Volvo creates U.S. and Canada division; Gustafsson will step down
Volvo Cars is restructuring its Americas business and spinning the U.S. and Canada markets into a separate unit.
Anders Gustafsson, 54, head of Volvo Cars Americas and CEO of Volvo Car USA, will give up his responsibilities March 1, three people briefed on the matter told Automotive News.
Michael Cottone, a 21-year Volvo veteran and Western Region vice president, will take over the top job in the U.S. and Canada. Cottone, 43, will report to a Volvo Cars commercial executive, not to CEO Jim Rowan.
It’s unclear if Gustafsson plans to continue with Volvo or return to Sweden.
Volvo Car USA confirmed the reorganization to Automotive News.
“To support and ensure a strong focus on Volvo Cars’ ambitious goals for growth, full electrification and an omnichannel customer experience, the Americas region structure will evolve, creating a dedicated organization for the USA & Canada,” a spokesman said in an email.
Gustafsson’s exit surprised Volvo’s retailers, who appreciated the executive’s straight-shooter approach.
“The dealers are sick about it; they don’t understand it,” a dealer said. “In your lifetime, you come across very few charismatic leaders that can lead and deliver, and [Gustafsson] is one of them.”
Cottone’s elevation comes at a critical juncture for the business.
As Volvo pivots to an all-electric brand by 2030 and experiments with a new sales model, Cottone faces a dealer network still figuring out what the new strategy means for their business.
The Swedish automaker has laid out a strategy to sell battery-powered models online through volvocars.com and dealer websites — a prospect that has made some retailers nervous.
While the pandemic and supply shortages have been good for retailer margins, the new year brings change. Cottone and his team will have to navigate economic headwinds as inflation and interest rates bite into demand for big-ticket luxury vehicles.
In 2021, Volvo Cars said it planned to sell its battery-electric vehicles through an online model and deliver them to dealerships rather than having retailers stock hundreds of new cars.
Meanwhile, Cottone must execute on the brand’s aggressive product rollout while maintaining the brand’s current market momentum.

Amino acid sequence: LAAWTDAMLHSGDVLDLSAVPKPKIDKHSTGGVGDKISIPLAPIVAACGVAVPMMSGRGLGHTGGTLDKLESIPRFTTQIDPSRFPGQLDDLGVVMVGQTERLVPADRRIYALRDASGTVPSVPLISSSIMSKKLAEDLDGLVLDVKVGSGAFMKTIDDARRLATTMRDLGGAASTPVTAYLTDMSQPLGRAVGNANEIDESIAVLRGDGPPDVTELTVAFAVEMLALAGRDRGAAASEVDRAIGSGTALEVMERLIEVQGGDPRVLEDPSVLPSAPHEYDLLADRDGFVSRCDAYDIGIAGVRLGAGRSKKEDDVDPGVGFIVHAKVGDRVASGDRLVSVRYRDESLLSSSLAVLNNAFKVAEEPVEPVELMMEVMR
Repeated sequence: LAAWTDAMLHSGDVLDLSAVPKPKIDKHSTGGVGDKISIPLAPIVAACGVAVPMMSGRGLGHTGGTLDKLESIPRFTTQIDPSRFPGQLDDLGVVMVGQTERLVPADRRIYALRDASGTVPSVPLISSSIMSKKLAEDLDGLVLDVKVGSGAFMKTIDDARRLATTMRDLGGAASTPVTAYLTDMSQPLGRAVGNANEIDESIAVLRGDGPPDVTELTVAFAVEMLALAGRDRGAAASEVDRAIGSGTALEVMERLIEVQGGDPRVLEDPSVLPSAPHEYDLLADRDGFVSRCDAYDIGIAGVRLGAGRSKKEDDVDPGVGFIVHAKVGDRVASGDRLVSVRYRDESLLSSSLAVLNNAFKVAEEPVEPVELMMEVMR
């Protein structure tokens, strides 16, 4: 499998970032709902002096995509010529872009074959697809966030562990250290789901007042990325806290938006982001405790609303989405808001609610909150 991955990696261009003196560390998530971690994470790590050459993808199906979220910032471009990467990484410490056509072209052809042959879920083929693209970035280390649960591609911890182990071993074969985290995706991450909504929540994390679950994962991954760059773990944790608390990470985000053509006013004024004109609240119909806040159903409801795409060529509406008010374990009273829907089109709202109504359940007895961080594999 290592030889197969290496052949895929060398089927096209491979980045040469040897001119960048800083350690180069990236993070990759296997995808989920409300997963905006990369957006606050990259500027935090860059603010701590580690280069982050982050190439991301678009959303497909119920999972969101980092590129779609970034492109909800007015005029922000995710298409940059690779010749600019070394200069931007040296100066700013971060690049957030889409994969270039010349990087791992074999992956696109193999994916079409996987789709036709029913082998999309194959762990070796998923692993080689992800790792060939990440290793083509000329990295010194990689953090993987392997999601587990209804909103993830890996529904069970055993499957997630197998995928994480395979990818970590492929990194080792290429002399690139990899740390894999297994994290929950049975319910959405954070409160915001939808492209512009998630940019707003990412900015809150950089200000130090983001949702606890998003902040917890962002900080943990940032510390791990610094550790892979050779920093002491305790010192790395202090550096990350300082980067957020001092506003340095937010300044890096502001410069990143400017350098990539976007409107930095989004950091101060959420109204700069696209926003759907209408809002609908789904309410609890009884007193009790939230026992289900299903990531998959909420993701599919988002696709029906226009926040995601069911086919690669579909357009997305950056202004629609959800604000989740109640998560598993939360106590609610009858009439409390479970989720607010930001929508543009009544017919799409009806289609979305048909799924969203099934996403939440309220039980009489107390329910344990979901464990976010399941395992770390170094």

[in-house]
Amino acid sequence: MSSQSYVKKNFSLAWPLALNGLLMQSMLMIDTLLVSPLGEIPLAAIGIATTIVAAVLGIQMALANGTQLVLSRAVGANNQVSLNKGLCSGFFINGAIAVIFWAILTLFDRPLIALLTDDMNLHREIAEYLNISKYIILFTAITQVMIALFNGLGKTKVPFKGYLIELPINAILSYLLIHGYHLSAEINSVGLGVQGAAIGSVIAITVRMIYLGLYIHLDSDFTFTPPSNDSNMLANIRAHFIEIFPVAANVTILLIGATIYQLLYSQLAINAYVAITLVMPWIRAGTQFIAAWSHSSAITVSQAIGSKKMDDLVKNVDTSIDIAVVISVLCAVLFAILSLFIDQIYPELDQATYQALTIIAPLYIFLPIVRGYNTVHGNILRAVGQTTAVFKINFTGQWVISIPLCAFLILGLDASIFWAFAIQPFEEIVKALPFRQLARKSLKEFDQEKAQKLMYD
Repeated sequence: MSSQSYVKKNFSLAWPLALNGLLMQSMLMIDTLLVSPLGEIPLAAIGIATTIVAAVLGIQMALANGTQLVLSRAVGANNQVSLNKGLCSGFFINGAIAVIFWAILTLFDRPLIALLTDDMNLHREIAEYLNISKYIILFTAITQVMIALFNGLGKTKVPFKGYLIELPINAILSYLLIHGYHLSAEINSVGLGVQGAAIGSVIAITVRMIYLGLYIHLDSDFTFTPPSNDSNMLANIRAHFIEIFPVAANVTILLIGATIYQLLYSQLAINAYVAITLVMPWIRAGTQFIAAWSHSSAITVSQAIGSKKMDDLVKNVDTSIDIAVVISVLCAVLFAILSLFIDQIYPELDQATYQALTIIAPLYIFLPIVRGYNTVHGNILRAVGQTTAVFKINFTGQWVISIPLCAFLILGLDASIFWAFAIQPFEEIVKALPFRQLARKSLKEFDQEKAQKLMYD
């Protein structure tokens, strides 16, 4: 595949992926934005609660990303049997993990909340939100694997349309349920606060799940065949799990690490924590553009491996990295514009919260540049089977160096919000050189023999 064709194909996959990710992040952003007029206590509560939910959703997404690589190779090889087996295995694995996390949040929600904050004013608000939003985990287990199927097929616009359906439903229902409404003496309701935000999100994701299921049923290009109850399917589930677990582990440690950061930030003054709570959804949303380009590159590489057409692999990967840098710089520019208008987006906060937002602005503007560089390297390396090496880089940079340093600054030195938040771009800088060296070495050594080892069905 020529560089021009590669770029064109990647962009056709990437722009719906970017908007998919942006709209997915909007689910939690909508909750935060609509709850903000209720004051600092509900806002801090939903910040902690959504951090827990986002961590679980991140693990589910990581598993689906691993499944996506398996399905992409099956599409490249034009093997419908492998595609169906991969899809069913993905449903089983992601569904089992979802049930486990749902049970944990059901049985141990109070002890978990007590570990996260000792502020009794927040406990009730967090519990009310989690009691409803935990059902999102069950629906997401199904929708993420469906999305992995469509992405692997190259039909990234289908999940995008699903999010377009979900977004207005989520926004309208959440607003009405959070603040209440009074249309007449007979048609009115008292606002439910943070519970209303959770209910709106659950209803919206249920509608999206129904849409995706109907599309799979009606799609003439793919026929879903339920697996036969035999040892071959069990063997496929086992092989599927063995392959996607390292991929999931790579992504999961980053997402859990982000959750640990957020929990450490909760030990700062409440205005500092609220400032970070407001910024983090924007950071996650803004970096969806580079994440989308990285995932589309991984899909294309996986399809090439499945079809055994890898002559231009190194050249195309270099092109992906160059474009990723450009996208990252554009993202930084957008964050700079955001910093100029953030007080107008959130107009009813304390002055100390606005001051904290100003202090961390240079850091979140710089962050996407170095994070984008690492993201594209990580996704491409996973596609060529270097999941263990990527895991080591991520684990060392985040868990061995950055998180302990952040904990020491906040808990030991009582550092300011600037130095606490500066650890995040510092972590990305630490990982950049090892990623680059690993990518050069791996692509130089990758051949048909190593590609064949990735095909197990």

Cottone began his career with Volvo in 2001 and has held corporate, regional and international positions, including brand manager for the XC60 and product strategy management.
Cottone “understands the retail business,” said a dealer who asked not to be identified. “He is focused on the guest experience and the customer.”
But Cottone has big shoes to fill.
“He has the potential to be a good leader, but at that level, it’s a quantum leap,” the retailer said.
The change at Volvo’s U.S. headquarters in Mahwah, N.J., comes amid a leadership shuffle in Gothenburg.
Last year, Volvo Cars CEO Hakan Samuelsson retired, setting off a chain reaction. Several Volvo veterans were in contention for the CEO job. But in a surprise move, the board picked Rowan, a former Dyson top executive, for the job.
Rowan has briskly rearranged his cabinet, naming two deputy CEOs and moving four of the 11 executives — including Gustafsson — off the automaker’s highest management tier.
A source said Gustafsson was offered one of the deputy CEO roles but didn’t want to return to Sweden.
Meanwhile, one veteran Volvo exec — and onetime presumed front-runner to succeed Samuelsson for the CEO job — has stepped down. Henrik Green, who previously served as CTO, announced on LinkedIn earlier this month that he is leaving the automaker.
Gustafsson took over the reins of the key U.S. market in 2017 at the dawn of a sales resurgence for Volvo. In his five years at the helm, Gustafsson oversaw the opening of Volvo’s U.S. assembly plant and steered the brand through the upheaval of the pandemic. The brand’s U.S. annual sales grew 25 percent under his watch.
“We like Mike and will support him, but there is no rational reason why Anders is leaving,” a dealer said.
Volvo and retail run in Gustafsson’s veins.
He has had a connection with the Volvo brand since age 14, washing cars at the Volvo dealership his family has run in southern Sweden for more than four decades. Gustafsson, who had been Hertz Sweden CEO, joined Volvo in 2009, taking over the automaker’s Swedish market management.
Gustafsson’s retail background endeared him to the U.S. dealer network.
“The dealers genuinely liked the guy,” a retailer said. “Anders was entrenched and highly respected in Sweden.”
But the relationship has been tested in recent years.
Following a dealer uprising over the online sales strategy, Gustafsson went on a six-city roadshow in April 2021 to assure dealers they weren’t being marginalized.
Gustafsson also dealt with pushback on Volvo’s other retail experiment — its vehicle subscription program. Unlike many automakers who abandoned the sales model, Volvo adapted its subscription program, which continues to expand into new markets.
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